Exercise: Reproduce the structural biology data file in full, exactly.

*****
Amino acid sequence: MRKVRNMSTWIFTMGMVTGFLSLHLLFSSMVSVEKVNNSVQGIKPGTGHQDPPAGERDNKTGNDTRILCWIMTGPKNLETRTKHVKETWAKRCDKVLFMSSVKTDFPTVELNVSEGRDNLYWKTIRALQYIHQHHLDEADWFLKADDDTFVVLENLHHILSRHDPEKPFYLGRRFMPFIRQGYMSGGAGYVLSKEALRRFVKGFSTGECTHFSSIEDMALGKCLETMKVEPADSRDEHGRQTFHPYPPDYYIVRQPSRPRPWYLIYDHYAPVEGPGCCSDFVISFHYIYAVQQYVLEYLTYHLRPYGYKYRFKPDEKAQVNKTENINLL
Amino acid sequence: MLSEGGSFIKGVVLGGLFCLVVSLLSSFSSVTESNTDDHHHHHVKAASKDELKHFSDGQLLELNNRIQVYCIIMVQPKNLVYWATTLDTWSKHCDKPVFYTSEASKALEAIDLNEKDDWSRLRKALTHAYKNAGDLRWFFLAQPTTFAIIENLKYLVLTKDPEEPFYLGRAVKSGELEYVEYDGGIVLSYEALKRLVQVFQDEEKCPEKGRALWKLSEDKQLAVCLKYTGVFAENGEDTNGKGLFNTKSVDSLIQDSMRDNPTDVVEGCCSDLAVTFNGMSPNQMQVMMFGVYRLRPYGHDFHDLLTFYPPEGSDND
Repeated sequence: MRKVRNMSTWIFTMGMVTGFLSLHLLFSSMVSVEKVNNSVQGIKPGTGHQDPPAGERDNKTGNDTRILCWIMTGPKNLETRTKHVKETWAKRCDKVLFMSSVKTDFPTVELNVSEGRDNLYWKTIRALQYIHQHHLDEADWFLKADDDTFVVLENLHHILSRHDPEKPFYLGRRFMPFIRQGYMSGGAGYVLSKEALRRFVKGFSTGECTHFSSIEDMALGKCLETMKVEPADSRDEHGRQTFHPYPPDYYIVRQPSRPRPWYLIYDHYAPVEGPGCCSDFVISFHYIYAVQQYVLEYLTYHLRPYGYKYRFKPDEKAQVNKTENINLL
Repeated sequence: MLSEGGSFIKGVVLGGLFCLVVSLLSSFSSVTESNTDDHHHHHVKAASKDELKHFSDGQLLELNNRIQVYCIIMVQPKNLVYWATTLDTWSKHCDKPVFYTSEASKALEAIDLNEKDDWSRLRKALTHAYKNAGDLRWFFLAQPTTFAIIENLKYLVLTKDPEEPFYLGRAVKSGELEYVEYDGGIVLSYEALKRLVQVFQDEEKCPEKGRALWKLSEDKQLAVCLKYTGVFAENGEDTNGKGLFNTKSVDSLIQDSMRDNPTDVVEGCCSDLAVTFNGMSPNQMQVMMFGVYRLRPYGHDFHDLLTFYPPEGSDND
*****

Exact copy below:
Amino acid sequence: MRKVRNMSTWIFTMGMVTGFLSLHLLFSSMVSVEKVNNSVQGIKPGTGHQDPPAGERDNKTGNDTRILCWIMTGPKNLETRTKHVKETWAKRCDKVLFMSSVKTDFPTVELNVSEGRDNLYWKTIRALQYIHQHHLDEADWFLKADDDTFVVLENLHHILSRHDPEKPFYLGRRFMPFIRQGYMSGGAGYVLSKEALRRFVKGFSTGECTHFSSIEDMALGKCLETMKVEPADSRDEHGRQTFHPYPPDYYIVRQPSRPRPWYLIYDHYAPVEGPGCCSDFVISFHYIYAVQQYVLEYLTYHLRPYGYKYRFKPDEKAQVNKTENINLL
Amino acid sequence: MLSEGGSFIKGVVLGGLFCLVVSLLSSFSSVTESNTDDHHHHHVKAASKDELKHFSDGQLLELNNRIQVYCIIMVQPKNLVYWATTLDTWSKHCDKPVFYTSEASKALEAIDLNEKDDWSRLRKALTHAYKNAGDLRWFFLAQPTTFAIIENLKYLVLTKDPEEPFYLGRAVKSGELEYVEYDGGIVLSYEALKRLVQVFQDEEKCPEKGRALWKLSEDKQLAVCLKYTGVFAENGEDTNGKGLFNTKSVDSLIQDSMRDNPTDVVEGCCSDLAVTFNGMSPNQMQVMMFGVYRLRPYGHDFHDLLTFYPPEGSDND
Repeated sequence: MRKVRNMSTWIFTMGMVTGFLSLHLLFSSMVSVEKVNNSVQGIKPGTGHQDPPAGERDNKTGNDTRILCWIMTGPKNLETRTKHVKETWAKRCDKVLFMSSVKTDFPTVELNVSEGRDNLYWKTIRALQYIHQHHLDEADWFLKADDDTFVVLENLHHILSRHDPEKPFYLGRRFMPFIRQGYMSGGAGYVLSKEALRRFVKGFSTGECTHFSSIEDMALGKCLETMKVEPADSRDEHGRQTFHPYPPDYYIVRQPSRPRPWYLIYDHYAPVEGPGCCSDFVISFHYIYAVQQYVLEYLTYHLRPYGYKYRFKPDEKAQVNKTENINLL
Repeated sequence: MLSEGGSFIKGVVLGGLFCLVVSLLSSFSSVTESNTDDHHHHHVKAASKDELKHFSDGQLLELNNRIQVYCIIMVQPKNLVYWATTLDTWSKHCDKPVFYTSEASKALEAIDLNEKDDWSRLRKALTHAYKNAGDLRWFFLAQPTTFAIIENLKYLVLTKDPEEPFYLGRAVKSGELEYVEYDGGIVLSYEALKRLVQVFQDEEKCPEKGRALWKLSEDKQLAVCLKYTGVFAENGEDTNGKGLFNTKSVDSLIQDSMRDNPTDVVEGCCSDLAVTFNGMSPNQMQVMMFGVYRLRPYGHDFHDLLTFYPPEGSDND